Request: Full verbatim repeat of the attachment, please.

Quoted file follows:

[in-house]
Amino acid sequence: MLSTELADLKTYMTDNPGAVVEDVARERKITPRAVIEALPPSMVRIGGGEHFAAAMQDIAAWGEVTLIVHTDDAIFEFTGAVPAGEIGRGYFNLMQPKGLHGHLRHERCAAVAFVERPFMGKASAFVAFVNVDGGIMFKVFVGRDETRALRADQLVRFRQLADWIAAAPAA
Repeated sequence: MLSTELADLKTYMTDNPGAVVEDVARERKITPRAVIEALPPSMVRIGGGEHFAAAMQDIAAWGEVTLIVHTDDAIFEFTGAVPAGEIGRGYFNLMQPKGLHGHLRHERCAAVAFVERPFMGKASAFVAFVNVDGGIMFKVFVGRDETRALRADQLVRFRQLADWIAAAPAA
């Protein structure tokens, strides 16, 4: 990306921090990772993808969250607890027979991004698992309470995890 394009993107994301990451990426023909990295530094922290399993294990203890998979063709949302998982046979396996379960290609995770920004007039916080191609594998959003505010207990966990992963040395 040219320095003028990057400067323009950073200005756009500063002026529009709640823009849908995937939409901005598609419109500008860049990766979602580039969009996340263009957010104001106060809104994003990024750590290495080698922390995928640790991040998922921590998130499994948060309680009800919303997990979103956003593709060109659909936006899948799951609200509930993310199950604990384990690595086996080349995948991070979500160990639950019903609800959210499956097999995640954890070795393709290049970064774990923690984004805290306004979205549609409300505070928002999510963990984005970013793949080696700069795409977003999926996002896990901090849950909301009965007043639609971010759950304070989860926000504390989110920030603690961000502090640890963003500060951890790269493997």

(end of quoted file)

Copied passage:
[in-house]
Amino acid sequence: MLSTELADLKTYMTDNPGAVVEDVARERKITPRAVIEALPPSMVRIGGGEHFAAAMQDIAAWGEVTLIVHTDDAIFEFTGAVPAGEIGRGYFNLMQPKGLHGHLRHERCAAVAFVERPFMGKASAFVAFVNVDGGIMFKVFVGRDETRALRADQLVRFRQLADWIAAAPAA
Repeated sequence: MLSTELADLKTYMTDNPGAVVEDVARERKITPRAVIEALPPSMVRIGGGEHFAAAMQDIAAWGEVTLIVHTDDAIFEFTGAVPAGEIGRGYFNLMQPKGLHGHLRHERCAAVAFVERPFMGKASAFVAFVNVDGGIMFKVFVGRDETRALRADQLVRFRQLADWIAAAPAA
């Protein structure tokens, strides 16, 4: 990306921090990772993808969250607890027979991004698992309470995890 394009993107994301990451990426023909990295530094922290399993294990203890998979063709949302998982046979396996379960290609995770920004007039916080191609594998959003505010207990966990992963040395 040219320095003028990057400067323009950073200005756009500063002026529009709640823009849908995937939409901005598609419109500008860049990766979602580039969009996340263009957010104001106060809104994003990024750590290495080698922390995928640790991040998922921590998130499994948060309680009800919303997990979103956003593709060109659909936006899948799951609200509930993310199950604990384990690595086996080349995948991070979500160990639950019903609800959210499956097999995640954890070795393709290049970064774990923690984004805290306004979205549609409300505070928002999510963990984005970013793949080696700069795409977003999926996002896990901090849950909301009965007043639609971010759950304070989860926000504390989110920030603690961000502090640890963003500060951890790269493997």